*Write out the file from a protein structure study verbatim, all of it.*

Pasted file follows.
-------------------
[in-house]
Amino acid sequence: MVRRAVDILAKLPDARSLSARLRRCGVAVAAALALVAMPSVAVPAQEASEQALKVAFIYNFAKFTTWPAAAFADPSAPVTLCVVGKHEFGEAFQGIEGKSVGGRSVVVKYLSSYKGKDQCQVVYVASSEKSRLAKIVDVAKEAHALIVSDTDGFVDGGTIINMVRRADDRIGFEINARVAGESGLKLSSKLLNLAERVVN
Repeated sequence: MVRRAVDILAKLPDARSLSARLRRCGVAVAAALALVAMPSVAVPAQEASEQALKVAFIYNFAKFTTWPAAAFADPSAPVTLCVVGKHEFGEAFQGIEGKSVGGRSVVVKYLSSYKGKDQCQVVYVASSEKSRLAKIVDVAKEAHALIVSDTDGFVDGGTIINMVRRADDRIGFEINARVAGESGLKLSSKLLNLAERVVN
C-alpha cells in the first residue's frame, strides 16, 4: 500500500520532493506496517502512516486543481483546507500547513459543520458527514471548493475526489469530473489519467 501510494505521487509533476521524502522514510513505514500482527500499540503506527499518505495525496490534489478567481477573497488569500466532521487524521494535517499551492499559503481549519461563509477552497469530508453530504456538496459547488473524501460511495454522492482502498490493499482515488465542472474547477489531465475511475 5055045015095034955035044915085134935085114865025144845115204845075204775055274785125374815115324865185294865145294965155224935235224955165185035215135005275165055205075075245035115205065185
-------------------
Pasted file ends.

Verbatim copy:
[in-house]
Amino acid sequence: MVRRAVDILAKLPDARSLSARLRRCGVAVAAALALVAMPSVAVPAQEASEQALKVAFIYNFAKFTTWPAAAFADPSAPVTLCVVGKHEFGEAFQGIEGKSVGGRSVVVKYLSSYKGKDQCQVVYVASSEKSRLAKIVDVAKEAHALIVSDTDGFVDGGTIINMVRRADDRIGFEINARVAGESGLKLSSKLLNLAERVVN
Repeated sequence: MVRRAVDILAKLPDARSLSARLRRCGVAVAAALALVAMPSVAVPAQEASEQALKVAFIYNFAKFTTWPAAAFADPSAPVTLCVVGKHEFGEAFQGIEGKSVGGRSVVVKYLSSYKGKDQCQVVYVASSEKSRLAKIVDVAKEAHALIVSDTDGFVDGGTIINMVRRADDRIGFEINARVAGESGLKLSSKLLNLAERVVN
C-alpha cells in the first residue's frame, strides 16, 4: 500500500520532493506496517502512516486543481483546507500547513459543520458527514471548493475526489469530473489519467 501510494505521487509533476521524502522514510513505514500482527500499540503506527499518505495525496490534489478567481477573497488569500466532521487524521494535517499551492499559503481549519461563509477552497469530508453530504456538496459547488473524501460511495454522492482502498490493499482515488465542472474547477489531465475511475 5055045015095034955035044915085134935085114865025144845115204845075204775055274785125374815115324865185294865145294965155224935235224955165185035215135005275165055205075075245035115205065185